You get a certain amount of time, usually 14 days to have the inspection completed and to review the report. If the inspector found major issues with the home, you could back out of the contract and keep your earnest money.
Like with the appraisal contingency, you may be able to work something out with the seller if the inspection finds major issues with the home. You may ask the seller to fix the issues or if it’s something that won’t affect financing and/or the appraisal, you can ask for a credit at the closing and fix the issues yourself.
Home Sale Contingency
If you currently own a home and need the proceeds from the sale to buy the new home, you may want a home sale contingency. This gives you a certain amount of time to sell your home to make it all work. If the home doesn’t sell by the date of the contingency, you can back out of the contract, keeping your earnest money.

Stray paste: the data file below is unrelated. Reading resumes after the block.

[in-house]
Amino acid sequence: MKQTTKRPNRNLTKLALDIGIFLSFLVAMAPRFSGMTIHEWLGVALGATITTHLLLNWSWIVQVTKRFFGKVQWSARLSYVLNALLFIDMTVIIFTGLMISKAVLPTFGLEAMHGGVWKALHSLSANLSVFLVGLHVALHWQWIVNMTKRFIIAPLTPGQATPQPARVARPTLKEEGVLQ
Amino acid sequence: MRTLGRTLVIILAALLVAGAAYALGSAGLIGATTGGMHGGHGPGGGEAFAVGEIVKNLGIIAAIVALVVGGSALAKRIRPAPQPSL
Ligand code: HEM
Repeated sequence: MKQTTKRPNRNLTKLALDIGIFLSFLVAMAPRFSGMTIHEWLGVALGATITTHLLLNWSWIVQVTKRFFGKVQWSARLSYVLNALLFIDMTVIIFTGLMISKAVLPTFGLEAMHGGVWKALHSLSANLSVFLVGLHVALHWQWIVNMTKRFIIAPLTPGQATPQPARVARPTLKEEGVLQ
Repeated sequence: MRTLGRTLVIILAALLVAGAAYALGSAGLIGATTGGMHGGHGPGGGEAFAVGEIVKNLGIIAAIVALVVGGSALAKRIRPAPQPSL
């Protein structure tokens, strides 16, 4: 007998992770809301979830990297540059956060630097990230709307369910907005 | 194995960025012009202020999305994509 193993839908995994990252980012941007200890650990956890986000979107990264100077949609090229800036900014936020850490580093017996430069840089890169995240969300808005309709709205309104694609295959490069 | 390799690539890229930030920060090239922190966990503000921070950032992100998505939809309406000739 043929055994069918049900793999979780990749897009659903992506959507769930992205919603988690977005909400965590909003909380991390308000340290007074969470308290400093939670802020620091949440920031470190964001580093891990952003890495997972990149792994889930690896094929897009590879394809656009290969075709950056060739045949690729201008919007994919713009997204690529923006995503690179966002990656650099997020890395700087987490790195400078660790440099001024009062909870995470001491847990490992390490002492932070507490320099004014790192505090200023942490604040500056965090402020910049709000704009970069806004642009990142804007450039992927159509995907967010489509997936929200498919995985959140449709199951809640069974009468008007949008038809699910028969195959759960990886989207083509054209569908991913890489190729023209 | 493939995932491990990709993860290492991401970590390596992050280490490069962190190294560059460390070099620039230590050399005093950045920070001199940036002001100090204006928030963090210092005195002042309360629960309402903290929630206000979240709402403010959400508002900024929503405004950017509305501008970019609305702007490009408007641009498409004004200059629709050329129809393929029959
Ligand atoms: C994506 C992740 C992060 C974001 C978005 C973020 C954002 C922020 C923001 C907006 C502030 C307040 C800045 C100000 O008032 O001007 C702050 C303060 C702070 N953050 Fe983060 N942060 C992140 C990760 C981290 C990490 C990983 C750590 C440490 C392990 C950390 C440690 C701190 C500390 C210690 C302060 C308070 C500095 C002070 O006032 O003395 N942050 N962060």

A home sale contingency is one contingency sellers typically don’t like. There are too many variables involved that allow you to back out of the sale.
If sellers are faced with an offer with a home sale contingency and one without, they usually choose the one without even if it’s for a lower amount.
Clear Title Contingency
One last contingency that isn’t as common is a clear title contingency. This can overlap with a financing contingency because, without a clear title, a lender can’t give you final approval.
A clear title contingency means if the title examiner can’t get a clear title because there are liens on the property or issues with the chain of title, you can back out of the sale. This might sound better than a financing contingency, but it has the same ‘theory’ since lenders can’t lend money without a clear title.
Protecting yourself when you sign a purchase contract is important. Too many contingencies, though, could leave you without a home to buy. Work with your attorney to determine which contingencies are the most important to have on your contract.
This article is provided by EveryIncome.